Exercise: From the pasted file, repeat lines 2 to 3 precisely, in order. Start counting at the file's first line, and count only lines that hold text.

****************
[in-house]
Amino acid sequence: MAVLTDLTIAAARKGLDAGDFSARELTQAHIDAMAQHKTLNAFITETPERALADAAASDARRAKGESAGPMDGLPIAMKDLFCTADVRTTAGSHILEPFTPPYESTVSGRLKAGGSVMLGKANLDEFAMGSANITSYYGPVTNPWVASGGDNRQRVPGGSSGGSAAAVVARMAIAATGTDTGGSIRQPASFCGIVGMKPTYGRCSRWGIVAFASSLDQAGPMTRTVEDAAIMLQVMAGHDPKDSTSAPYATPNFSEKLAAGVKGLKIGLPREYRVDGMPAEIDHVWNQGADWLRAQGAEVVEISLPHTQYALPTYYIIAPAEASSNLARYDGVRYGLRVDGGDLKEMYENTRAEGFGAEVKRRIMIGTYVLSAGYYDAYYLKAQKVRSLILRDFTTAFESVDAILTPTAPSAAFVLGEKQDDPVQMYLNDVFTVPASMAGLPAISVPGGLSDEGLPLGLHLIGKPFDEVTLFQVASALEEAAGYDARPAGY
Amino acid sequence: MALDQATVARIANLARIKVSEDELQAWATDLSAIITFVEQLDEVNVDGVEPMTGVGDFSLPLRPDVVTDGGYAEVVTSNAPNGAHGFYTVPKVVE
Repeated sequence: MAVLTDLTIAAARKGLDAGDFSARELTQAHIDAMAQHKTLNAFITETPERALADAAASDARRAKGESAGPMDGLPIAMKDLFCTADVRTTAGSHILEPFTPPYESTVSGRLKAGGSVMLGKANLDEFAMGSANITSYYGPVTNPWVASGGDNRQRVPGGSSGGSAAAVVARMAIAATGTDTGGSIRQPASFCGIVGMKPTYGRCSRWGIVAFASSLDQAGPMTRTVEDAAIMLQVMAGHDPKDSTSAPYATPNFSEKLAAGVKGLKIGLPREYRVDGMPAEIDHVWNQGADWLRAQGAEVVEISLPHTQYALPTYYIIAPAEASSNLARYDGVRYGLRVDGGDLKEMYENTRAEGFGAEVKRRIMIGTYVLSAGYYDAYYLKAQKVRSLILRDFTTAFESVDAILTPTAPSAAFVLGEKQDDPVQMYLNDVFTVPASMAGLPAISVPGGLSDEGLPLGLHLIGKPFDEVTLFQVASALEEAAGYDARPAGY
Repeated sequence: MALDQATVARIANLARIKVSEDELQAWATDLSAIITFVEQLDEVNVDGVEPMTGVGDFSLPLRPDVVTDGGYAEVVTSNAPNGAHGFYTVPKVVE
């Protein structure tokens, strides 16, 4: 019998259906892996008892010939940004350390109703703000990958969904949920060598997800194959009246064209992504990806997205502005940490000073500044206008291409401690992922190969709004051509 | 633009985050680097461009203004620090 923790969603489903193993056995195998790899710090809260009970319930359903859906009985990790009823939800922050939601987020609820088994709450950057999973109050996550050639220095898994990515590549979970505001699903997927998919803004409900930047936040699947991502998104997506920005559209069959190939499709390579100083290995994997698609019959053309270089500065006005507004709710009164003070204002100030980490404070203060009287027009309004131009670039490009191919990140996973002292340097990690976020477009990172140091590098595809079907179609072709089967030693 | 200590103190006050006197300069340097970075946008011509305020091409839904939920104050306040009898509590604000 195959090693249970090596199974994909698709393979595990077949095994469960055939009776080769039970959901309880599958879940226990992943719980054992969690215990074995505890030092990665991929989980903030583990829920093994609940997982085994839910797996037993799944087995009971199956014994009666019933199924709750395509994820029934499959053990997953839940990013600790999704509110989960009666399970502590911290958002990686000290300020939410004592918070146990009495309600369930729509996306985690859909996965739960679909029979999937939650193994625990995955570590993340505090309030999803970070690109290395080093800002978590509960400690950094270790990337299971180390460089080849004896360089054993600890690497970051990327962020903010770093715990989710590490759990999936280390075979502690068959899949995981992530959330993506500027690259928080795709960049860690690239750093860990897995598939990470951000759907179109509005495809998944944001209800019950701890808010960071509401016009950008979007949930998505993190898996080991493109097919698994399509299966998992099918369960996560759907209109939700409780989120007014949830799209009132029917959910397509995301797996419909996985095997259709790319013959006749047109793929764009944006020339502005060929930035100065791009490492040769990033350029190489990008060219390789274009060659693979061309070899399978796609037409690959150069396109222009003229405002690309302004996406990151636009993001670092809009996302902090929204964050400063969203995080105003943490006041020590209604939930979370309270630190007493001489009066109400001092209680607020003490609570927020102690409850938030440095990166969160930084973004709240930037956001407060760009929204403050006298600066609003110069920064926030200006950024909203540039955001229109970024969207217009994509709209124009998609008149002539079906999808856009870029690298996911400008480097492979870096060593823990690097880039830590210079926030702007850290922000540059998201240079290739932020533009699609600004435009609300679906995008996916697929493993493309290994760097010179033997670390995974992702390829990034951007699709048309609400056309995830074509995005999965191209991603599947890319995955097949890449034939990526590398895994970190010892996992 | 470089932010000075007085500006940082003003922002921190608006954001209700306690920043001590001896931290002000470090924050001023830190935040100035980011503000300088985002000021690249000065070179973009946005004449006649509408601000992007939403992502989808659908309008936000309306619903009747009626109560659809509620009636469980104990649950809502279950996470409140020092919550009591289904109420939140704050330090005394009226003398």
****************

Amino acid sequence: MAVLTDLTIAAARKGLDAGDFSARELTQAHIDAMAQHKTLNAFITETPERALADAAASDARRAKGESAGPMDGLPIAMKDLFCTADVRTTAGSHILEPFTPPYESTVSGRLKAGGSVMLGKANLDEFAMGSANITSYYGPVTNPWVASGGDNRQRVPGGSSGGSAAAVVARMAIAATGTDTGGSIRQPASFCGIVGMKPTYGRCSRWGIVAFASSLDQAGPMTRTVEDAAIMLQVMAGHDPKDSTSAPYATPNFSEKLAAGVKGLKIGLPREYRVDGMPAEIDHVWNQGADWLRAQGAEVVEISLPHTQYALPTYYIIAPAEASSNLARYDGVRYGLRVDGGDLKEMYENTRAEGFGAEVKRRIMIGTYVLSAGYYDAYYLKAQKVRSLILRDFTTAFESVDAILTPTAPSAAFVLGEKQDDPVQMYLNDVFTVPASMAGLPAISVPGGLSDEGLPLGLHLIGKPFDEVTLFQVASALEEAAGYDARPAGY
Amino acid sequence: MALDQATVARIANLARIKVSEDELQAWATDLSAIITFVEQLDEVNVDGVEPMTGVGDFSLPLRPDVVTDGGYAEVVTSNAPNGAHGFYTVPKVVE